Strasbourg 1886 - 1966 Basel
Gouache on watercolour card. 78 x 58.7 cm. Framed under glass. Unsigned. - Faintly rubbed in few places. Mounted to card support verso at upper margin with paper adhesive tape.
Galerie Denise René, Paris / Hans Meyer, Düsseldorf
Hans Arp admired the lawful character of nature. He saw it as an artistic role model that was to be striven towards - but in terms of creating form and not in terms of imitation. “We want to create, like the plant creates its fruit, and not to recreate. We want to create directly and not indirectly.” (Hans Arp, Konkrete Kunst, in: Zweiklang: Sophie Taeuber-Arp - Hans Arp, ed. by Ernst Scheidegger, Zurich 1960, p. 73). The concept of forming and becoming, of constant transformation, would come to define Arp's abstraction. It points to the specific openness of an oeuvre that, much like nature, is defined by continuous change, development and variation.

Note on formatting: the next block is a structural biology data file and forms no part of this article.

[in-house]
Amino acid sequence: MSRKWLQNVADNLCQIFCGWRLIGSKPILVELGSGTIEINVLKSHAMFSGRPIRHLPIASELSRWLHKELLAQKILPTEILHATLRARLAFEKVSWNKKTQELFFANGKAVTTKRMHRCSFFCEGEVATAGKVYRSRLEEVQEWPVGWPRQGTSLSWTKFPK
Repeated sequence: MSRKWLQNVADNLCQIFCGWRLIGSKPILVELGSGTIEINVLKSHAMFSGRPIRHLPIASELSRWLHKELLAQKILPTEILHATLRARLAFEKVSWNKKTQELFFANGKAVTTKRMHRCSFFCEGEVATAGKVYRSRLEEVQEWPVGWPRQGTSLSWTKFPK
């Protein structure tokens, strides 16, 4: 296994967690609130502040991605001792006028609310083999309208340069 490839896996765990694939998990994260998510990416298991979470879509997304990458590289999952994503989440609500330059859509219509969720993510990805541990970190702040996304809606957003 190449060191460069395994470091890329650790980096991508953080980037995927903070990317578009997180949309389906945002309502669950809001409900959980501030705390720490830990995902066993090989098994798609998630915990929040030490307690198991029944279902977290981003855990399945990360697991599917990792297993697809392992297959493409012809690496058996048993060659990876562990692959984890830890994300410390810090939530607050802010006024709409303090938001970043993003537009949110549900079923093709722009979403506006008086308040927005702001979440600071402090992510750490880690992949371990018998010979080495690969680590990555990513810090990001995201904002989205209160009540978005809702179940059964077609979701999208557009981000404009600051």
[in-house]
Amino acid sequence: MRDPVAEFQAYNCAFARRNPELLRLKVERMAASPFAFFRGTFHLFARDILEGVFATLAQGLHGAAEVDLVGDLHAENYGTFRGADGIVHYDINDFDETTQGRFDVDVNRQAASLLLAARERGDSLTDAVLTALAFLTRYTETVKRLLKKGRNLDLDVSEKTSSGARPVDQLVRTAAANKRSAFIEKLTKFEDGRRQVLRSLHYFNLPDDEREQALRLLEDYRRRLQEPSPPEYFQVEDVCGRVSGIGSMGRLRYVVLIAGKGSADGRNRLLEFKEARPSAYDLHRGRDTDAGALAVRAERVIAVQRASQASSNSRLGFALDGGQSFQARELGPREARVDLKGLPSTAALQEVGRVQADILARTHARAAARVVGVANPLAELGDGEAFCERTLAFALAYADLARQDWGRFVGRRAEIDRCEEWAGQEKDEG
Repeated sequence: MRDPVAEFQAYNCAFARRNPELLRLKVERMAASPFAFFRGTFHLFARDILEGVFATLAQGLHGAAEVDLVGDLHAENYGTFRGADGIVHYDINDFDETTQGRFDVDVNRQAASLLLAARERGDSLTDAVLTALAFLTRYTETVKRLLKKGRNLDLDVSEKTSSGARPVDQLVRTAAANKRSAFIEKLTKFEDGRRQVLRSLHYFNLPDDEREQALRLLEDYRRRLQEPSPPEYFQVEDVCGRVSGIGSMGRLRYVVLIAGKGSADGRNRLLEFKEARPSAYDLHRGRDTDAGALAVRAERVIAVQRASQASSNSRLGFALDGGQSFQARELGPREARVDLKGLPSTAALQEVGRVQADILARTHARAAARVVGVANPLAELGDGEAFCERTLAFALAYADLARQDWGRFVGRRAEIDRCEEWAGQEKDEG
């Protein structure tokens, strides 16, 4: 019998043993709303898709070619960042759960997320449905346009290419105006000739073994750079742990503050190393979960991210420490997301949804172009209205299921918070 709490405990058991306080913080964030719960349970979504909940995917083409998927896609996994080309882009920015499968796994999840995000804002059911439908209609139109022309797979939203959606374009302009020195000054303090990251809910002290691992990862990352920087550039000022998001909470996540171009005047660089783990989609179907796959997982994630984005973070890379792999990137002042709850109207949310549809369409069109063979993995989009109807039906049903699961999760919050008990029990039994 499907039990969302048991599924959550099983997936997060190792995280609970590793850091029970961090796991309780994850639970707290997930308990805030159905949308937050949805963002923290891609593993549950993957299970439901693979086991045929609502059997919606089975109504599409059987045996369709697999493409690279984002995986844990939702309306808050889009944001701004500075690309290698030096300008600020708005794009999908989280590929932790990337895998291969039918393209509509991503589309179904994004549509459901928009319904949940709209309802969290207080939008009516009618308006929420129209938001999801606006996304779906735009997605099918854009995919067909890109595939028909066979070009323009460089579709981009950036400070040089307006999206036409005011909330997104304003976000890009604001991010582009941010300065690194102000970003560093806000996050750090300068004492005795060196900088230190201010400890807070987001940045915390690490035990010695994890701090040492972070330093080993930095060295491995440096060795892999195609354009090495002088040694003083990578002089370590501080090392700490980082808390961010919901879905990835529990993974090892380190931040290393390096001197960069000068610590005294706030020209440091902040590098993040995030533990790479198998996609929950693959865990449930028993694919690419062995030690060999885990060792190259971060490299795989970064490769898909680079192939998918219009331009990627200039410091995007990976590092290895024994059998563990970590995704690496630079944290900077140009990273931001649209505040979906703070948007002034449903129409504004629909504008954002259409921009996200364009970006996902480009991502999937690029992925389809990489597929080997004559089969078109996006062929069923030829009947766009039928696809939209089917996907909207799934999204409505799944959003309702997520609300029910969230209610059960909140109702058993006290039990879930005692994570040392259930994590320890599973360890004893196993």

In the early 1940s Arp was already providing his biomorphic forms with sharp-edged incisions and relativising the supple sensuality of their rounded form. What the artist saw as the ever-growing rift between the world of technology and the organic world of a freely animated nature led him to contrast the flowing line of the curve with the straight line.
His ambivalent image of the world is also reflected in the compositional principle of the negative form, which Arp introduced into his work in the late 1950s. In a dialogue with the viewer, his sculptures of those years examine the diverse potential of spatial interpretation. However, the principle of the negative form is applied not only in the “swelling sculptures” of his late work but also in his works on paper. In a manner analogous to his sculptures, the monochrome forms of the present gouache also point to the indefinite relationship between inside and outside - they are simultaneously positive and negative forms.